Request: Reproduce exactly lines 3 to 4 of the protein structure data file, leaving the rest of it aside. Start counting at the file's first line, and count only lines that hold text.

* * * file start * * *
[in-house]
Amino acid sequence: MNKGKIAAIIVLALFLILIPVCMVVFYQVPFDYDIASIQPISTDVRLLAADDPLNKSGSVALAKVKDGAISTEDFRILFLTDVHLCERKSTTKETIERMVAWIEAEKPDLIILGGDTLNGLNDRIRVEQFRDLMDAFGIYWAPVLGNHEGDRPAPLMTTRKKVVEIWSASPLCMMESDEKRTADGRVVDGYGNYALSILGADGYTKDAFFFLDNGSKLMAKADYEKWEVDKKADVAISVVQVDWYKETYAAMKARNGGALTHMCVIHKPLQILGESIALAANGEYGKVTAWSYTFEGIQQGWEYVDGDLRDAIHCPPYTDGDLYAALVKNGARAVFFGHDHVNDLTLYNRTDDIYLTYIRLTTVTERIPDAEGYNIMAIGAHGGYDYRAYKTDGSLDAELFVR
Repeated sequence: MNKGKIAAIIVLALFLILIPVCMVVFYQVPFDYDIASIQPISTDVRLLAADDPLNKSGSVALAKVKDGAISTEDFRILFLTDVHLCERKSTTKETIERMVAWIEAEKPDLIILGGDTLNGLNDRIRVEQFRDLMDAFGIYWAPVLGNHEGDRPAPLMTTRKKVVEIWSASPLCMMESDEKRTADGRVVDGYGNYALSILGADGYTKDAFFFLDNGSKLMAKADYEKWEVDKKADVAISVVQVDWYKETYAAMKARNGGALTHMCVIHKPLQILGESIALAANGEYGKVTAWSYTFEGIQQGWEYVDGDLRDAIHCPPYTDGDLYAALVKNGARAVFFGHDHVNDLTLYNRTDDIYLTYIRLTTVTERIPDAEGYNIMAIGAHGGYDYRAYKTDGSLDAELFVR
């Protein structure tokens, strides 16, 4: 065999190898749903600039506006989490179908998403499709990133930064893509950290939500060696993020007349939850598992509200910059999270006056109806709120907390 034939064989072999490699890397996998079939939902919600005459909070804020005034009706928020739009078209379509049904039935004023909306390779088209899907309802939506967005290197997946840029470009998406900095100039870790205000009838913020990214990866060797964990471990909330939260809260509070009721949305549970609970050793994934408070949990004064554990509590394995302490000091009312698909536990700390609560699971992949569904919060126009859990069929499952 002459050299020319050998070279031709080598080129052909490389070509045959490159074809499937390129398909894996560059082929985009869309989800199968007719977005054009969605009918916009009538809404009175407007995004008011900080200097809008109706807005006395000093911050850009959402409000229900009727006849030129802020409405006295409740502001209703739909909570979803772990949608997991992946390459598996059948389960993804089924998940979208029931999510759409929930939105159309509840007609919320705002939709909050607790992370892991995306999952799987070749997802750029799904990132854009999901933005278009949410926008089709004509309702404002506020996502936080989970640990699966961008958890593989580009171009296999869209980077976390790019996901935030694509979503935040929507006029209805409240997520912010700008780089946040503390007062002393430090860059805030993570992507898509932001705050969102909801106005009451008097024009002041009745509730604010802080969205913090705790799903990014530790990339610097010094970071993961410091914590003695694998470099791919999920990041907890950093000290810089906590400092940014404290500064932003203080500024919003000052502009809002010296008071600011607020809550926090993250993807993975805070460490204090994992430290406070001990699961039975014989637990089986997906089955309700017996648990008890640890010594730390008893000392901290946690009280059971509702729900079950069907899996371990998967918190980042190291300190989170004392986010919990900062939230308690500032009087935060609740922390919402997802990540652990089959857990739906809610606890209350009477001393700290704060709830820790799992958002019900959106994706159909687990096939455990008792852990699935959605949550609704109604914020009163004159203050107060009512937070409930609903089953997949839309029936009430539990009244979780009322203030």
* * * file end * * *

Repeated sequence: MNKGKIAAIIVLALFLILIPVCMVVFYQVPFDYDIASIQPISTDVRLLAADDPLNKSGSVALAKVKDGAISTEDFRILFLTDVHLCERKSTTKETIERMVAWIEAEKPDLIILGGDTLNGLNDRIRVEQFRDLMDAFGIYWAPVLGNHEGDRPAPLMTTRKKVVEIWSASPLCMMESDEKRTADGRVVDGYGNYALSILGADGYTKDAFFFLDNGSKLMAKADYEKWEVDKKADVAISVVQVDWYKETYAAMKARNGGALTHMCVIHKPLQILGESIALAANGEYGKVTAWSYTFEGIQQGWEYVDGDLRDAIHCPPYTDGDLYAALVKNGARAVFFGHDHVNDLTLYNRTDDIYLTYIRLTTVTERIPDAEGYNIMAIGAHGGYDYRAYKTDGSLDAELFVR
């Protein structure tokens, strides 16, 4: 065999190898749903600039506006989490179908998403499709990133930064893509950290939500060696993020007349939850598992509200910059999270006056109806709120907390 034939064989072999490699890397996998079939939902919600005459909070804020005034009706928020739009078209379509049904039935004023909306390779088209899907309802939506967005290197997946840029470009998406900095100039870790205000009838913020990214990866060797964990471990909330939260809260509070009721949305549970609970050793994934408070949990004064554990509590394995302490000091009312698909536990700390609560699971992949569904919060126009859990069929499952 002459050299020319050998070279031709080598080129052909490389070509045959490159074809499937390129398909894996560059082929985009869309989800199968007719977005054009969605009918916009009538809404009175407007995004008011900080200097809008109706807005006395000093911050850009959402409000229900009727006849030129802020409405006295409740502001209703739909909570979803772990949608997991992946390459598996059948389960993804089924998940979208029931999510759409929930939105159309509840007609919320705002939709909050607790992370892991995306999952799987070749997802750029799904990132854009999901933005278009949410926008089709004509309702404002506020996502936080989970640990699966961008958890593989580009171009296999869209980077976390790019996901935030694509979503935040929507006029209805409240997520912010700008780089946040503390007062002393430090860059805030993570992507898509932001705050969102909801106005009451008097024009002041009745509730604010802080969205913090705790799903990014530790990339610097010094970071993961410091914590003695694998470099791919999920990041907890950093000290810089906590400092940014404290500064932003203080500024919003000052502009809002010296008071600011607020809550926090993250993807993975805070460490204090994992430290406070001990699961039975014989637990089986997906089955309700017996648990008890640890010594730390008893000392901290946690009280059971509702729900079950069907899996371990998967918190980042190291300190989170004392986010919990900062939230308690500032009087935060609740922390919402997802990540652990089959857990739906809610606890209350009477001393700290704060709830820790799992958002019900959106994706159909687990096939455990008792852990699935959605949550609704109604914020009163004159203050107060009512937070409930609903089953997949839309029936009430539990009244979780009322203030």